Saturday, August 29, 2009

An Unconventional Praise

For the most part, I would say that I've got my priorities straight. I love my family, my husband, God, my country-- you know, all the important things. I'm not money or power-driven, and I don't feel like I am overly materialistic. However, there is one area of my life (well, at least one area of my life), one silly little frivolous area that adds nothing to the greater good of the world, and yet brings me infinite joy. And that, my friends, is food.

Now, I'm not talking about any kind of food, or food in bulk, or even one specific type of food. I just mean, beautiful, quality, delicious food. I hate fast food & mass-produced food, and feel that donuts are a waste-- but put me in front of a perfect tomato, or a bite of expensive dark chocolate, and I am in heaven. It's quite a thing to behold.

I had a spiritual moment today at the Farmer's Market.

There was a vendor with rows and rows of green, yellow, red, and even blue-black bell peppers, and lined up together, they looked like artwork. I thought to myself that God could have made eating similar to breathing-- simply a way to bring nutrients in & out of our bodies, but without much sensation to the experience. I thought of cattle, deer, or elephants that eat grass their entire lives, without ever knowing the difference. But, no-- for us, He made it an experience, and utter delight, a thing of beauty.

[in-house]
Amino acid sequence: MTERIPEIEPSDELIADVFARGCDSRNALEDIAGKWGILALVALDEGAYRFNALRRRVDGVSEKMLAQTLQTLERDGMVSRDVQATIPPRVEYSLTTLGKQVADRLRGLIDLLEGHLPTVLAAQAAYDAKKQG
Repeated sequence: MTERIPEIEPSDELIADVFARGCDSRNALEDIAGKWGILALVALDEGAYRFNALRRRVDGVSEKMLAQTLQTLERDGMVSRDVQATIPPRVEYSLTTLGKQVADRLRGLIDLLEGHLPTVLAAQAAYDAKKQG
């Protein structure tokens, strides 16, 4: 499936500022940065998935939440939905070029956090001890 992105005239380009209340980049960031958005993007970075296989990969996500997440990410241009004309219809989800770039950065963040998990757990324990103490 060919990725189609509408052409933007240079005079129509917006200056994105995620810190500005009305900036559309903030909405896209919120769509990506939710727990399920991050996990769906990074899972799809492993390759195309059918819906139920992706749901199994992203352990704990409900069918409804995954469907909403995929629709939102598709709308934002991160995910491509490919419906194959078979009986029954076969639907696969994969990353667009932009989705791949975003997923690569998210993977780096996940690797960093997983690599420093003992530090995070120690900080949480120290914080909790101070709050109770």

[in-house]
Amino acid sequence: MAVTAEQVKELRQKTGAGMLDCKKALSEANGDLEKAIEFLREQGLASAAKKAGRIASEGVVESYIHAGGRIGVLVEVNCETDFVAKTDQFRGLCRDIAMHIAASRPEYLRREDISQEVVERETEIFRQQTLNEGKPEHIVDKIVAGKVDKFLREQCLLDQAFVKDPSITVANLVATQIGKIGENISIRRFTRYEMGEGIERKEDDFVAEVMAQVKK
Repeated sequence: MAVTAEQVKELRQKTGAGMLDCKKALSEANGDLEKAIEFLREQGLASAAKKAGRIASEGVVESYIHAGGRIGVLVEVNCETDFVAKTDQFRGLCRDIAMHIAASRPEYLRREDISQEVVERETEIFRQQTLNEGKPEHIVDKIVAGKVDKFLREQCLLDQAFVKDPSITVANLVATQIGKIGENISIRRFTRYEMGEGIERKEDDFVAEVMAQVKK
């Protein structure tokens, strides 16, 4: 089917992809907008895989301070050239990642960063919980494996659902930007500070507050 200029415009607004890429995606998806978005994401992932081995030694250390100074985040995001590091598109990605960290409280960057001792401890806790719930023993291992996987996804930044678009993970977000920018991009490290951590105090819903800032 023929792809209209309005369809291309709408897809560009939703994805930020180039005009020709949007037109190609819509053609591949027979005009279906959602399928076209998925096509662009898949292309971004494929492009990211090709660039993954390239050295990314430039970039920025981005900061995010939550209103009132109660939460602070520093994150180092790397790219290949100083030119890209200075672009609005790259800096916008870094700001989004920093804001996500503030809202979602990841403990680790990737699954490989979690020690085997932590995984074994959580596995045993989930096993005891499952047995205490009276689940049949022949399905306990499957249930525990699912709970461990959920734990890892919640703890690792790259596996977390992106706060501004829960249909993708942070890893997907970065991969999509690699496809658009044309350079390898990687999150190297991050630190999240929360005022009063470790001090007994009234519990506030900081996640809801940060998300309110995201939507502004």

It occurred to me that God created food not only to taste delicious (in an infinite possibility of combinations), but also to look beautiful, as those bell peppers did. And as I stood in the heat of an unusually warm San Francisco morning, feeling the sun on my face and the sweat on my back, I looked aro
und at the throngs of people at the Ferry Building, sampling fruit, picking out flowers, sipping juice, I felt joy-- praise, even.

I know, I'm insane. Well, actually, it doesn't take much to have a spiritual experience at the Ferry Building-- it's practically the Mecca of all good food. But as someone who studied art, I know that good art should be a spiritual experience-- and, when you think about it, food is the best kind of art because you can experience it with each of your senses, literally internalize it, and even re-create it.

I know that there is pain, suffering, war & injustice in the world-- I have seen a lot of it first hand. And I know that I sound a little crazy (No I'm not drunk, and No, I haven't seen Julie & Julia yet), but I
really do believe that the beauty, variety, and goodness of food points to a creative, good, and generous God.

And if you had tried the heirloom tomato with rosemary sea salt that I sampled this morning, you would be full of praise, and sounding a little bit insane, too.

1 comment:

Anonymous said...

And don't forget the other great gifts of food - sharing, hosting, preparing. After all, we are Presbyterians. Doesn't everything revolve around a feast?